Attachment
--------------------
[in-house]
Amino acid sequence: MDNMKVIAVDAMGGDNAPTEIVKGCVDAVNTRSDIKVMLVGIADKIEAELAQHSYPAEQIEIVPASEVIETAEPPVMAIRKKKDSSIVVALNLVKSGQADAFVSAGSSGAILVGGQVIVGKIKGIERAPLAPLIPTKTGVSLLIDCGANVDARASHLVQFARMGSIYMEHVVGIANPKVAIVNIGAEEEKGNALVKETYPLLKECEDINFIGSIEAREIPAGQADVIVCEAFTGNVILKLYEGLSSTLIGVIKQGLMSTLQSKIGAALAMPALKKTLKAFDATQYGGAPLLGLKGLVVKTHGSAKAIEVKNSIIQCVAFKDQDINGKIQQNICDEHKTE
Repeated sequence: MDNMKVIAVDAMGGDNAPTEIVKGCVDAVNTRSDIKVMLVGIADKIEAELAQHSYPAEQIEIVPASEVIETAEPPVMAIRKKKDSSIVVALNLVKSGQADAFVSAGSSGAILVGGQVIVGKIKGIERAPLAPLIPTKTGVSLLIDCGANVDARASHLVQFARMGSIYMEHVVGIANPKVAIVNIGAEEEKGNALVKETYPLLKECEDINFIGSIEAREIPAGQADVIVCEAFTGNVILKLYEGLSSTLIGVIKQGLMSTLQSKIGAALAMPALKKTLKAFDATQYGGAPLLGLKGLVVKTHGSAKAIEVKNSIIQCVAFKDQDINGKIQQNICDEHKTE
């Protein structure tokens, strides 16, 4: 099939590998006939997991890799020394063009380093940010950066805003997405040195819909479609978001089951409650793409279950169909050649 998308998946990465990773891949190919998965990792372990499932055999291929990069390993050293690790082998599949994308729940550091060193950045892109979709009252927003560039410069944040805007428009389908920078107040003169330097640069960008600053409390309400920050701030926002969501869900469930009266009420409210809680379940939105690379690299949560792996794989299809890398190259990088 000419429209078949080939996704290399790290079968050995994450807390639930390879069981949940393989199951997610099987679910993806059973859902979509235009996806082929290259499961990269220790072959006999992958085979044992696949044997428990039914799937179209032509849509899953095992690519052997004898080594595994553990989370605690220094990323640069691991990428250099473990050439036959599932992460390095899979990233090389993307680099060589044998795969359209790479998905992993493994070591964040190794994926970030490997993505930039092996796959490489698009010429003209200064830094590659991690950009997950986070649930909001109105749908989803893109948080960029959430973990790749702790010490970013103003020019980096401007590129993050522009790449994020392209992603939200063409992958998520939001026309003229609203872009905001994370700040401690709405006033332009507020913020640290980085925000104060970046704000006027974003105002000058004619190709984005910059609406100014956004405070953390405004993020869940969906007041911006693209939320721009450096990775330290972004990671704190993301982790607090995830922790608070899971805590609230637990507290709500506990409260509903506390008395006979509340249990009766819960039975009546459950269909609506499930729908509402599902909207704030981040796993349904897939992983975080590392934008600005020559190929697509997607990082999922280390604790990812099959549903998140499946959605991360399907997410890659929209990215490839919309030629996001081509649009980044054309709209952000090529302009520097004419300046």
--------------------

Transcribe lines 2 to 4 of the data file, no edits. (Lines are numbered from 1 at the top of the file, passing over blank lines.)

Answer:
Amino acid sequence: MDNMKVIAVDAMGGDNAPTEIVKGCVDAVNTRSDIKVMLVGIADKIEAELAQHSYPAEQIEIVPASEVIETAEPPVMAIRKKKDSSIVVALNLVKSGQADAFVSAGSSGAILVGGQVIVGKIKGIERAPLAPLIPTKTGVSLLIDCGANVDARASHLVQFARMGSIYMEHVVGIANPKVAIVNIGAEEEKGNALVKETYPLLKECEDINFIGSIEAREIPAGQADVIVCEAFTGNVILKLYEGLSSTLIGVIKQGLMSTLQSKIGAALAMPALKKTLKAFDATQYGGAPLLGLKGLVVKTHGSAKAIEVKNSIIQCVAFKDQDINGKIQQNICDEHKTE
Repeated sequence: MDNMKVIAVDAMGGDNAPTEIVKGCVDAVNTRSDIKVMLVGIADKIEAELAQHSYPAEQIEIVPASEVIETAEPPVMAIRKKKDSSIVVALNLVKSGQADAFVSAGSSGAILVGGQVIVGKIKGIERAPLAPLIPTKTGVSLLIDCGANVDARASHLVQFARMGSIYMEHVVGIANPKVAIVNIGAEEEKGNALVKETYPLLKECEDINFIGSIEAREIPAGQADVIVCEAFTGNVILKLYEGLSSTLIGVIKQGLMSTLQSKIGAALAMPALKKTLKAFDATQYGGAPLLGLKGLVVKTHGSAKAIEVKNSIIQCVAFKDQDINGKIQQNICDEHKTE
């Protein structure tokens, strides 16, 4: 099939590998006939997991890799020394063009380093940010950066805003997405040195819909479609978001089951409650793409279950169909050649 998308998946990465990773891949190919998965990792372990499932055999291929990069390993050293690790082998599949994308729940550091060193950045892109979709009252927003560039410069944040805007428009389908920078107040003169330097640069960008600053409390309400920050701030926002969501869900469930009266009420409210809680379940939105690379690299949560792996794989299809890398190259990088 000419429209078949080939996704290399790290079968050995994450807390639930390879069981949940393989199951997610099987679910993806059973859902979509235009996806082929290259499961990269220790072959006999992958085979044992696949044997428990039914799937179209032509849509899953095992690519052997004898080594595994553990989370605690220094990323640069691991990428250099473990050439036959599932992460390095899979990233090389993307680099060589044998795969359209790479998905992993493994070591964040190794994926970030490997993505930039092996796959490489698009010429003209200064830094590659991690950009997950986070649930909001109105749908989803893109948080960029959430973990790749702790010490970013103003020019980096401007590129993050522009790449994020392209992603939200063409992958998520939001026309003229609203872009905001994370700040401690709405006033332009507020913020640290980085925000104060970046704000006027974003105002000058004619190709984005910059609406100014956004405070953390405004993020869940969906007041911006693209939320721009450096990775330290972004990671704190993301982790607090995830922790608070899971805590609230637990507290709500506990409260509903506390008395006979509340249990009766819960039975009546459950269909609506499930729908509402599902909207704030981040796993349904897939992983975080590392934008600005020559190929697509997607990082999922280390604790990812099959549903998140499946959605991360399907997410890659929209990215490839919309030629996001081509649009980044054309709209952000090529302009520097004419300046």